The truth is that the focus of Gleick's book is not so much chaos itself as it is the people who first explored chaos theory and eventually managed to make it respectable and bring it into the mainstream. As the book's subtitle hints, Gleick is concerned mainly with how a 'new science' is 'made', not necessarily with the actual science or math involved. This was not quite what I was expecting from "Chaos", but it is actually an advantage for the book, since its age becomes somewhat irrelevant: although chaos theory itself has been growing and evolving dramatically in recent decades, "Chaos" deals only with its roots in the '60s, '70s and early '80s. On the other hand, I was hoping for more discussion of the science itself, rather than the personalities involved in its early development.
I was also not that taken with the style of Gleick's writing. His narrative tends to jump around rapidly, often spending only a few pages on some person or event before moving on to another, commonly with little in the way of connection or logical transition. This is fine for short articles in newspapers and magazines, but it doesn't work so well in a 300+ page book. The vast cast of characters (meteorologists, physicists, mathematicians, computer scientists, biologists, ecologists and many others) spins in and out of view, and it can be very difficult to get more than a general impression how the little pieces all fit together in the big picture.
However, even though I'm complaining about the content and presentation, I'm still giving "Chaos" four stars. This is because "Chaos" managed to get me interested in and excited about nonlinear dynamics. Gleick was able to convey the sense of wonder and excitement that comes from looking at nature in a new way, through the lens of nonlinearity. He successfully presented the making of this new science as the greatest and most exciting scientific revolution since the development of quantum mechanics - with the difference that chaos is more accessible, more understandable, and applicable in a far wider range of fields.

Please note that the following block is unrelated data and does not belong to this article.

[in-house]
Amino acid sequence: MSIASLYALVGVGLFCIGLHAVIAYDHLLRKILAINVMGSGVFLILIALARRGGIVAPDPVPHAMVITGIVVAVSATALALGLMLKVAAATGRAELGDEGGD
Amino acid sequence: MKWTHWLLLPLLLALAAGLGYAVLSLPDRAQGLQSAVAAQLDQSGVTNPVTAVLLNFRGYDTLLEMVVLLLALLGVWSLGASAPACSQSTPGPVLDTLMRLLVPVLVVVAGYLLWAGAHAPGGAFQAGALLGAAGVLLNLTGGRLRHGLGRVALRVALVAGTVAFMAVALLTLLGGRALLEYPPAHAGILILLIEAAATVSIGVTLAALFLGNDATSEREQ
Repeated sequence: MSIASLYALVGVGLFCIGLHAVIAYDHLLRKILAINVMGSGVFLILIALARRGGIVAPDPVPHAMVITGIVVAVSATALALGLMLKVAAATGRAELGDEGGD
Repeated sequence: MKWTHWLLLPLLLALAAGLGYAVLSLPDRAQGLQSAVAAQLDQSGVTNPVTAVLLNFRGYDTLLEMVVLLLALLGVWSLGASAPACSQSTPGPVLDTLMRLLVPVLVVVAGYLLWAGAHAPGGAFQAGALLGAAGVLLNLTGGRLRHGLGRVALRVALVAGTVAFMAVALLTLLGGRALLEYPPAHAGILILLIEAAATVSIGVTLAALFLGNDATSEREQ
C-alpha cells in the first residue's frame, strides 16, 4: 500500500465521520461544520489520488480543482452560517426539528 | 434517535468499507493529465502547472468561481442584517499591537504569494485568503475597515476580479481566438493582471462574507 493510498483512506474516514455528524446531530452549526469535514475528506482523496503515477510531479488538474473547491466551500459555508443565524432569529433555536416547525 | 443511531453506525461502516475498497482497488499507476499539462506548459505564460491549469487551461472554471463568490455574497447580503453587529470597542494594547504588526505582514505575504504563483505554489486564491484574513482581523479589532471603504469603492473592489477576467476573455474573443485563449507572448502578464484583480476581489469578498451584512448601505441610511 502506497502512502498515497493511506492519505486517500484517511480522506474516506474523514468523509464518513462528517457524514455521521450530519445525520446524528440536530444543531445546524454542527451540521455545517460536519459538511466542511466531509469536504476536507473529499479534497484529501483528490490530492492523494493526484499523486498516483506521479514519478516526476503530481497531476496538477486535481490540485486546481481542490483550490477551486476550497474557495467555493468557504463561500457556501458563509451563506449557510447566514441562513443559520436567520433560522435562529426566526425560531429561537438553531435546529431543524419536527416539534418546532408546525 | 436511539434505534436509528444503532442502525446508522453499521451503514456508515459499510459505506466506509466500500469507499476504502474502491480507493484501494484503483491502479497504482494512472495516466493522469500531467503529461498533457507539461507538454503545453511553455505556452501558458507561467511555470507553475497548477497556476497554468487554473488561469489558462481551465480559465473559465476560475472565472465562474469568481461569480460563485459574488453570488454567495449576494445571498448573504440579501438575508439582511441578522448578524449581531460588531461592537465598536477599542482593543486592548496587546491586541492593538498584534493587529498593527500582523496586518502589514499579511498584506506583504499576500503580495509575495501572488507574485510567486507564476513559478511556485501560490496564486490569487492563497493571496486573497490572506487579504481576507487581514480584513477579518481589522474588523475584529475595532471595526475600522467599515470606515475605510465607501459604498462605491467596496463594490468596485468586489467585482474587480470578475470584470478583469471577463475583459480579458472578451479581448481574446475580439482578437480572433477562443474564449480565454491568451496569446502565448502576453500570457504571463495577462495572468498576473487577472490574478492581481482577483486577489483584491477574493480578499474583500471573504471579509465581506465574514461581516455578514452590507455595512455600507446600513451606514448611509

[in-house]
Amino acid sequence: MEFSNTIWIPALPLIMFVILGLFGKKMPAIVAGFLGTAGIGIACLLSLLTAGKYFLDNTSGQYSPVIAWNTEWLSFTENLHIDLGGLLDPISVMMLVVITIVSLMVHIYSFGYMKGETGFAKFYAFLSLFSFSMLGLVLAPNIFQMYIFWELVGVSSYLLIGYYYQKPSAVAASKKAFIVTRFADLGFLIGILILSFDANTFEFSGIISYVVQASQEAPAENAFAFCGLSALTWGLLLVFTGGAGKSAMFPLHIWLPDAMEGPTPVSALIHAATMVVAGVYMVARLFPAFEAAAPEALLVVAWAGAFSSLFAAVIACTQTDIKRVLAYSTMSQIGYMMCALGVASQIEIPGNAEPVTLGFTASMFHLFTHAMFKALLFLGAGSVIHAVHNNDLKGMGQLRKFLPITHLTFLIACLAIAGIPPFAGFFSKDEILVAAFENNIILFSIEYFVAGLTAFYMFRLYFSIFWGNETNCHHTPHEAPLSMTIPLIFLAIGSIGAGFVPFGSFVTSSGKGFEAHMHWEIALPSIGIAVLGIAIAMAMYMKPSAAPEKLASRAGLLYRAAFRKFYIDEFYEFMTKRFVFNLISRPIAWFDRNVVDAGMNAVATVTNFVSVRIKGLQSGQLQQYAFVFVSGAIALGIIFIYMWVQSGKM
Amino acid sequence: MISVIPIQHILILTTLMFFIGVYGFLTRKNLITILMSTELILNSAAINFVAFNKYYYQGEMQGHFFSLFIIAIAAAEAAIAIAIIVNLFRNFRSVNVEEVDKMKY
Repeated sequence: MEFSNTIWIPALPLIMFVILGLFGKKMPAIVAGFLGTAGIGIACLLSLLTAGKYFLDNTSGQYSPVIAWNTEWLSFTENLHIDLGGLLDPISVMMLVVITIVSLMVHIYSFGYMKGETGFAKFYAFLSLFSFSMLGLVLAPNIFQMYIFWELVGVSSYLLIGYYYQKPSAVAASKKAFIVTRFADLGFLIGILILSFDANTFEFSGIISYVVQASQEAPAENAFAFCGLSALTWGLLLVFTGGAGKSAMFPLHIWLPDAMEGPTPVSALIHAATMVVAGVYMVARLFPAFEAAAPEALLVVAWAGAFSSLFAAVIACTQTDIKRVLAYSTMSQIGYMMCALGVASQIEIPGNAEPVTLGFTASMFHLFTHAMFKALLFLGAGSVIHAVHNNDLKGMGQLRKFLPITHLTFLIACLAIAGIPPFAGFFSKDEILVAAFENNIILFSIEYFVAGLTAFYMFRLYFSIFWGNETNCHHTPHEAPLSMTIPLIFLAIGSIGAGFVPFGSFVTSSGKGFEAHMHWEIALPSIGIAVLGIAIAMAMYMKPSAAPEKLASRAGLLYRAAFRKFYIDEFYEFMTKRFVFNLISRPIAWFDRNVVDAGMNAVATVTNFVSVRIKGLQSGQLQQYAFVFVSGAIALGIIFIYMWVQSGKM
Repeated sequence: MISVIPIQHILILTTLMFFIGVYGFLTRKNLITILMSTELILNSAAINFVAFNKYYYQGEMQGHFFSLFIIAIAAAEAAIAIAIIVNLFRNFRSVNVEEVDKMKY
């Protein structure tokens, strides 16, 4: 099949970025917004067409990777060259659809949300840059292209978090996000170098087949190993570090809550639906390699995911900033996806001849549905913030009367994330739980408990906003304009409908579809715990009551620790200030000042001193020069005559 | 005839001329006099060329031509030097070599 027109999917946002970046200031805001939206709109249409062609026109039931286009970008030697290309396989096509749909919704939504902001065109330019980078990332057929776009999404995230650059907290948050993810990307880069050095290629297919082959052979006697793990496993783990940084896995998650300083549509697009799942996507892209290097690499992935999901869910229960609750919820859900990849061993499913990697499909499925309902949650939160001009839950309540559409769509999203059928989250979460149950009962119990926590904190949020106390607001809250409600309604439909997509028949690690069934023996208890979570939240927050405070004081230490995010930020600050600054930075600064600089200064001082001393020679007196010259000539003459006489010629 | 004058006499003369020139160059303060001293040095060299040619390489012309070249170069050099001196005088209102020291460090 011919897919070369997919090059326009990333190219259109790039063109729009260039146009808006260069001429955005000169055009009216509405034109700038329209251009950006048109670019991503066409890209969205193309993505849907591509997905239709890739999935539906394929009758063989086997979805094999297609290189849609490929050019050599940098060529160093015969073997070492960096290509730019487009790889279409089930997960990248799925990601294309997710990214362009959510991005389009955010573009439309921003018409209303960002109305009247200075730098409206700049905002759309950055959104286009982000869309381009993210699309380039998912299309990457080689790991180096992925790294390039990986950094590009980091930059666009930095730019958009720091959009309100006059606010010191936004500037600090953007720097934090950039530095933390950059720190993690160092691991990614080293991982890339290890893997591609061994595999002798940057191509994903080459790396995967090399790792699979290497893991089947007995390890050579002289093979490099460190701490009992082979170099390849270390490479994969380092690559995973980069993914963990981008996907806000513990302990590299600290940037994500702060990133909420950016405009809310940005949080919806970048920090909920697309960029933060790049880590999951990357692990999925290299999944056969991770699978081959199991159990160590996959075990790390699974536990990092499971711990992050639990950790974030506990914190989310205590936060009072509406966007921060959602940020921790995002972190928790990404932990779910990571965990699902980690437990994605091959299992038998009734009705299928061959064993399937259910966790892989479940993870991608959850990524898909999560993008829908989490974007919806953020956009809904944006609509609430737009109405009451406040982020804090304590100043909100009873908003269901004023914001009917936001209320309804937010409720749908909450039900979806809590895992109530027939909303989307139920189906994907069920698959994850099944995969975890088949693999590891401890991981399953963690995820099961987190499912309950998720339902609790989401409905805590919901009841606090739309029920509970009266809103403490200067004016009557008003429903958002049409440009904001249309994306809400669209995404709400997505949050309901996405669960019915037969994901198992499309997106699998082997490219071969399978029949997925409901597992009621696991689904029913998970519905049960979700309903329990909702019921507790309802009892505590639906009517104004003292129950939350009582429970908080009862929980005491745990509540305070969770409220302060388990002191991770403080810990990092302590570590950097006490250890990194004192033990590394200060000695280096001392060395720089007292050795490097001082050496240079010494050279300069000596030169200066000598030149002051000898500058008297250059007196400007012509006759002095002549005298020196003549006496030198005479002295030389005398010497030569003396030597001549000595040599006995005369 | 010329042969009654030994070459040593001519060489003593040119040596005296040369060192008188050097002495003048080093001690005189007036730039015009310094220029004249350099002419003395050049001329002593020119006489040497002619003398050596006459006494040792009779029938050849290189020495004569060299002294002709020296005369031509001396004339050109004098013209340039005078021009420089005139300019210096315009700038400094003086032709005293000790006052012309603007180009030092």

In short, "Chaos" still achieves its goal 18 years after it was written. It gets the reader (this reader, at least) interested in and excited about nonlinear dynamics and eager to explore the topic in greater depth. Reading Gleick's book inspired me to pick up a copy of Robert Hilborn's "Chaos and Nonlinear Dynamics" from the library and take a more serious look at the science itself. "Chaos" should make a good read for anyone who knows little or nothing about chaos or nonlinear dynamics but is curious about the topic and interested in learning a bit about its early development.